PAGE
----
My home stereo system is pretty basic but nice.  It consists of an Audio Engine DAC (usb sound card), and a Miniwatt N3 3.5 Watt Tetrode Amp.  A good friend of mine, Peter VK3OJ, had recently given me some old (but working) 12AU7 tubes, and I was keen to see how they sound compared to some of the newer models.  However, the moment I transmitted on 20M, the left speaker would buzz, and the computer dropped the soundcard!

At first, I decided to tackle the buzzing speaker.  I added some chinese (ebay sourced) snap on ferrite cores one by one and transmitted, until the buzz died down.  It took 12 snap on cores to achieve a decent result, however this didn’t stop the computer from dropping the soundcard.

I then put 4 snap on cores on the USB lead, but that didn’t help.  I added another 4, and hey presto! I could now listen to music and DX!

The moral of the story is that the age old solution to RFI of snap on cores works, even with cheap ebay sourced chinese cores!

If you’re like me and enjoy listening to music while using digital modes, or have a neighbour who has issues with RFI on his sound system, you couldn’t do better than buying a bunch of snap on cores on ebay.  Many Chinese sellers will sell them in bulk (shop about, put ’10’ in your search etc), and I was certainly glad to have these ones in the shack!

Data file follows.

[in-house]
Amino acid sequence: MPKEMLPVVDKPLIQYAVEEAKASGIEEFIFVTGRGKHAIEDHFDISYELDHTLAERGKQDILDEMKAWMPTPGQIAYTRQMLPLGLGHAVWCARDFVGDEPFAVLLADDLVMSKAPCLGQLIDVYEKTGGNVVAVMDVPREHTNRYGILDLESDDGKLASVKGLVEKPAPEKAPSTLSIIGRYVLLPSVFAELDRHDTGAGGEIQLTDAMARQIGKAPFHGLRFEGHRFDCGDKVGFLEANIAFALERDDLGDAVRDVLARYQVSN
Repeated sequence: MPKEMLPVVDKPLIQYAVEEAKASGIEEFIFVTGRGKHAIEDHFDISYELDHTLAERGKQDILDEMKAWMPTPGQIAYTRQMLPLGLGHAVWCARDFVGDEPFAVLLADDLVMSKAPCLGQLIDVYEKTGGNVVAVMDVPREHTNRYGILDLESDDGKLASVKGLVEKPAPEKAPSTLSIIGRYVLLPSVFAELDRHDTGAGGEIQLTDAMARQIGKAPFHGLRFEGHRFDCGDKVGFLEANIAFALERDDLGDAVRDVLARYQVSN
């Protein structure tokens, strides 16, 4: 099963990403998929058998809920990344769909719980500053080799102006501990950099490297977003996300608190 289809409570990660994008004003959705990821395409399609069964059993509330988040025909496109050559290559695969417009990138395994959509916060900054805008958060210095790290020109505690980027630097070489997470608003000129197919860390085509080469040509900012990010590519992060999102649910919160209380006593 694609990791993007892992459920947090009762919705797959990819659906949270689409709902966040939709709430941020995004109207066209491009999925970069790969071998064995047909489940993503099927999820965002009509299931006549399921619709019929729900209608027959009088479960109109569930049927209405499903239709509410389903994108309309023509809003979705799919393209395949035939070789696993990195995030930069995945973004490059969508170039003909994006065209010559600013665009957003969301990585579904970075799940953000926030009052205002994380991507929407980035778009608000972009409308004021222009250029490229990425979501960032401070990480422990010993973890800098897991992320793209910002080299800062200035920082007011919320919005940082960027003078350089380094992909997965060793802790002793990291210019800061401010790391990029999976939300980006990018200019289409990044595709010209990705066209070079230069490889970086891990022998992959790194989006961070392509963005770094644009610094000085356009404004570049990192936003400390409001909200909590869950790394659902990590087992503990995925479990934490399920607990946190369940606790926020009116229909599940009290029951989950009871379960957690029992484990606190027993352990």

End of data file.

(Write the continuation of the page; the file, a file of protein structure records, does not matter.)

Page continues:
My Current Home (Australian) Station

Hi Everyone,

Below is a few pictures of my current station in Australia.

It basically consists of the following:

  • Icom IC-7200 HF/6M Transceiver
  • Yaesu FT-101E HF ‘Hybrid’ Transceiver
  • Yaesu FT-857D HF/VHF/UHF Transceiver
  • Icom AH-4 Remote Antenna Tuner
  • Daiwa CN-801 ‘HP Type’ 1.8 – 200 MHz Cross Needle VSWR Meter
  • Daiwa CN-801 ‘V Type’ 140 – 525 MHz Cross Needle VSWR Meter
  • DOSS SPS-8400 40 Amp 0-15v Power Supply
  • Mac Pro Desktop Computer

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Photos from Koh Rong Island

Hey Guys, the IOTA team have a few issues with my QSL Card design, and may not accept it for IOTA AS-133.  I’m working with them to see if we can find some middle ground.  In the meantime, here are some pictures from Koh Rong Island in Cambodia (which is designated IOTA AS-133).